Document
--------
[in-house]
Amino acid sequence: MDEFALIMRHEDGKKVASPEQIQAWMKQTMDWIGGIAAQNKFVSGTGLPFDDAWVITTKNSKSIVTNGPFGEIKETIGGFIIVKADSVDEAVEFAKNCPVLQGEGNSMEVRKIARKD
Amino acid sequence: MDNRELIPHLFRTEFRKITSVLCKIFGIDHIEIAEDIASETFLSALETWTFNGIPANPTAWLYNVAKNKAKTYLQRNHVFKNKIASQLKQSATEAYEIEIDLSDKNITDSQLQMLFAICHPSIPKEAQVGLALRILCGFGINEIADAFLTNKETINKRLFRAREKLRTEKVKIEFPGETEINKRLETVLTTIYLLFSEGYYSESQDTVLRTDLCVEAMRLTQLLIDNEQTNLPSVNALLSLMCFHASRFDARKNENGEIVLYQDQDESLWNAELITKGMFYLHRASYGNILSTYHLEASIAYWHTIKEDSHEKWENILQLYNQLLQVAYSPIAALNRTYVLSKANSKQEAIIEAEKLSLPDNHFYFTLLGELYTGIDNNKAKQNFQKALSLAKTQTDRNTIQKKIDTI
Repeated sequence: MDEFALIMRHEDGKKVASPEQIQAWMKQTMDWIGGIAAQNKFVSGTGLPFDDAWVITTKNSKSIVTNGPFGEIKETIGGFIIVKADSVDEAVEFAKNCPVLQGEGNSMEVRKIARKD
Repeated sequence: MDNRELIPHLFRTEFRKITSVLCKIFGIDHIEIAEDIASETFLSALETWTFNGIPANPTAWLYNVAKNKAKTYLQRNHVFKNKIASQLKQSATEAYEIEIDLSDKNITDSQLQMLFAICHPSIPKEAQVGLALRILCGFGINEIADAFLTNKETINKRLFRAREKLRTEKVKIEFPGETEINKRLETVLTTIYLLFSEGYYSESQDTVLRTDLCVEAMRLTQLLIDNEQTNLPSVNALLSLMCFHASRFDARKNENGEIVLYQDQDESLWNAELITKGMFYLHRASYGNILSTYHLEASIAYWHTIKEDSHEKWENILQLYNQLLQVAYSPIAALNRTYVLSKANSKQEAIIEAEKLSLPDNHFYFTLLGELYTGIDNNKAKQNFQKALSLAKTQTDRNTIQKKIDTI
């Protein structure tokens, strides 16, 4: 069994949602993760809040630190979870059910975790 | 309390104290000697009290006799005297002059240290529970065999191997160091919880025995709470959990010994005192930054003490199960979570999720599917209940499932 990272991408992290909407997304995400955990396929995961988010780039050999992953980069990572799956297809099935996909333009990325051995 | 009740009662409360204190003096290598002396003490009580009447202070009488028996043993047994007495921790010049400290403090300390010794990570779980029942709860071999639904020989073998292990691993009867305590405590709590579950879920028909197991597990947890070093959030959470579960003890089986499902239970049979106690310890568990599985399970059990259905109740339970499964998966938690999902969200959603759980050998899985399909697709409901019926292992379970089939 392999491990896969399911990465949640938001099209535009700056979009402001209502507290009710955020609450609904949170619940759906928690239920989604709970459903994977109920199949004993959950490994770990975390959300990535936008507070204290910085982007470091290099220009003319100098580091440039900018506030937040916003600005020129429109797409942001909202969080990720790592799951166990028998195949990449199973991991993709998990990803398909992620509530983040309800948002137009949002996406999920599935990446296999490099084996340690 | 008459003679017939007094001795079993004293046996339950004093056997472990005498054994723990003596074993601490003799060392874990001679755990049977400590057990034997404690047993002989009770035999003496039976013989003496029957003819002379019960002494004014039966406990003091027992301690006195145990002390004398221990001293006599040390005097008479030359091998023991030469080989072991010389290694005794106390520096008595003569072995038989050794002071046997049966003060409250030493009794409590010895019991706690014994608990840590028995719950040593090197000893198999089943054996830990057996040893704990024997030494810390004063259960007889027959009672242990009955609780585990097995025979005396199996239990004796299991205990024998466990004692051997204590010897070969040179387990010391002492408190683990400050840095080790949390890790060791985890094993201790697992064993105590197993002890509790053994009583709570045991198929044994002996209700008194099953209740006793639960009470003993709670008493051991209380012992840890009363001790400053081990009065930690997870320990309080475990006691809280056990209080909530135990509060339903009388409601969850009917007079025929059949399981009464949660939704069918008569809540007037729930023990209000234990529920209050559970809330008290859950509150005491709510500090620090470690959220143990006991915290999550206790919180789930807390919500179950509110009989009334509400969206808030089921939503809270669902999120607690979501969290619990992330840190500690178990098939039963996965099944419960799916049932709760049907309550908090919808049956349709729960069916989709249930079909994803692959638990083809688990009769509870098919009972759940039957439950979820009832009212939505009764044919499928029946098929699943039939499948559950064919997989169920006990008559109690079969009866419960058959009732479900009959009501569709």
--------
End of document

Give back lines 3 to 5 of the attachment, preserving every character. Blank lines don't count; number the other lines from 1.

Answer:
Amino acid sequence: MDNRELIPHLFRTEFRKITSVLCKIFGIDHIEIAEDIASETFLSALETWTFNGIPANPTAWLYNVAKNKAKTYLQRNHVFKNKIASQLKQSATEAYEIEIDLSDKNITDSQLQMLFAICHPSIPKEAQVGLALRILCGFGINEIADAFLTNKETINKRLFRAREKLRTEKVKIEFPGETEINKRLETVLTTIYLLFSEGYYSESQDTVLRTDLCVEAMRLTQLLIDNEQTNLPSVNALLSLMCFHASRFDARKNENGEIVLYQDQDESLWNAELITKGMFYLHRASYGNILSTYHLEASIAYWHTIKEDSHEKWENILQLYNQLLQVAYSPIAALNRTYVLSKANSKQEAIIEAEKLSLPDNHFYFTLLGELYTGIDNNKAKQNFQKALSLAKTQTDRNTIQKKIDTI
Repeated sequence: MDEFALIMRHEDGKKVASPEQIQAWMKQTMDWIGGIAAQNKFVSGTGLPFDDAWVITTKNSKSIVTNGPFGEIKETIGGFIIVKADSVDEAVEFAKNCPVLQGEGNSMEVRKIARKD
Repeated sequence: MDNRELIPHLFRTEFRKITSVLCKIFGIDHIEIAEDIASETFLSALETWTFNGIPANPTAWLYNVAKNKAKTYLQRNHVFKNKIASQLKQSATEAYEIEIDLSDKNITDSQLQMLFAICHPSIPKEAQVGLALRILCGFGINEIADAFLTNKETINKRLFRAREKLRTEKVKIEFPGETEINKRLETVLTTIYLLFSEGYYSESQDTVLRTDLCVEAMRLTQLLIDNEQTNLPSVNALLSLMCFHASRFDARKNENGEIVLYQDQDESLWNAELITKGMFYLHRASYGNILSTYHLEASIAYWHTIKEDSHEKWENILQLYNQLLQVAYSPIAALNRTYVLSKANSKQEAIIEAEKLSLPDNHFYFTLLGELYTGIDNNKAKQNFQKALSLAKTQTDRNTIQKKIDTI